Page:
Midrash Konen was a small allegorical publication, no earlier than the 11th century and possibly as late as the 16th century, which yet again missionaries take out of context, do not bother to explain to the reader that it is allegorical (and not literal).
Midrash Konen post dates Rashi who supposedly changed the subject of Isaiah 53 from the messiah to Israel (again, someone neglected to give this information to the author of Midrash Konen, which is also known as HaShem be-Ḥokhmah Yasad Areẓ).
This is a very stylized myth -- allegory -- not at all literal. In the midrash G-d takes a name out of the Torah and transforms it into drops of water, light and fire -- the elements He uses to create the world. Let's just read a bit of it, shall we? "The earth is stretched out upon the waters, and the waters on the pillars of hashmal (angels), and the pillars of hashmal (angels) on the Mountains of Hailstones, and the Mountain of Hailstones on the Storehouses of Snow, and the Storehouses of Snow on the Storehouses of Water and Fire, and the Storehouses of Water on the sea, and the sea on the deep, and the deep on chaos and chaos on the void and the void stands upon the sea, and the sea stands upon the sweet waters, and the sweet waters stand on the mountains, and the mountains stand upon the wind, and the wind upon the wings of the storm, and the storm is tied to the heavens, and the heavens are suspended from the arm of the Holy One, blessed be He."
Does that seem literal to you?
This is Jewish mythology, folks, which presents a discussion between a rabbi and angels. This is NOT literal and is not meant to be literal, yet the missionaries will claim that the midrash, referencing Y'shayahu / Isaiah 53:5, tells us that Elijah says: "Bear thou the sufferings and wounds wherewith the Almighty doth chastise thee for Israels sin;" and so it is written, "He was wounded for our transgressions, bruised for our iniquities" until the time when the end should come."
As we've seen before this missionary quote is from the 19th century Christian book The 53rd Chapter of Isaiah According to Jewish Interpreters by Driver and Neubauer which is discussed in this blog post.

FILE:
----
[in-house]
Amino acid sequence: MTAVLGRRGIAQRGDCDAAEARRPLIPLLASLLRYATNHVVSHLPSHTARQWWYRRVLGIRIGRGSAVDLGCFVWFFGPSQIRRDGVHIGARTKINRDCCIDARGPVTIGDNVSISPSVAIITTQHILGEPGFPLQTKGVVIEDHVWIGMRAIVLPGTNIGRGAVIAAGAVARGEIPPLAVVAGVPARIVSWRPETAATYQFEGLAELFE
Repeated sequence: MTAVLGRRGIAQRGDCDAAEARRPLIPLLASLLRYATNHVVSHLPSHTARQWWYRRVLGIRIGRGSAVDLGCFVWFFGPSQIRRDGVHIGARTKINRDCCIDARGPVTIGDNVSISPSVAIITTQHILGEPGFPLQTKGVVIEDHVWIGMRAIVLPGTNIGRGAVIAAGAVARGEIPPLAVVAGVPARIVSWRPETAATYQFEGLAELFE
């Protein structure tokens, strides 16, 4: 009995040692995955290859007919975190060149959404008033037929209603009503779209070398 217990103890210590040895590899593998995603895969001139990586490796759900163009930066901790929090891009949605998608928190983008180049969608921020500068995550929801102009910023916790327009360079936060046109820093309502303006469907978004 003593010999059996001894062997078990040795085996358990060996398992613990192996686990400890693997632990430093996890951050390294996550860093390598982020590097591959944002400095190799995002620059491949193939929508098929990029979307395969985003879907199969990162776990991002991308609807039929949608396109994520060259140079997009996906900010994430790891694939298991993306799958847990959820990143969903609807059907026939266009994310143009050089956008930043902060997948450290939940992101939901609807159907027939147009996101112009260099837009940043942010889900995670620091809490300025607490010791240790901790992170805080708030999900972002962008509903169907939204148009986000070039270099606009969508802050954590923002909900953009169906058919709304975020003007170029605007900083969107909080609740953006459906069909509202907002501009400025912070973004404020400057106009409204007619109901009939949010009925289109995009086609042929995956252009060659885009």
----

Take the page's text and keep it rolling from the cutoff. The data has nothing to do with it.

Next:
The midrash discusses how all of Israel, including Moshiach ben Yosef, will suffer before the messiah reveals himself. Moshiach ben Yosef (messiah from the house of Joseph) is a soldier who may appear in the day of the messiah -- and he will die in battle. This is not "the" messiah (that is Moshiach ben David, the messiah from the line of King David).
In other words, the midrash states that there will be suffering in the days before the real messiah comes. This suffering will visit all Jewish people (per Midrash Konen). Since the Messiah will be alive at this time, and since the messiah is Jewish, he will also be one of those suffering at that time, (according to these Midrashim).
What does any of that have to do with Isaiah 53 talking about Jesus suffering? What does it have to do with Isaiah 53 being about the messiah suffering even though it isn't "the end of days" or the messianic era?
It has nothing to do with it. Yet again the missionaries have just lifted something out of context to give the erroneous conclusion
Midrash Konen is allegory and it dwells on the last days and speaks of the suffering of ALL of Israel, including moshiach ben Yosef who will be alive in those days. Again, out of context, distorted and totally misunderstood. Not to mention that it is midrash aggadah.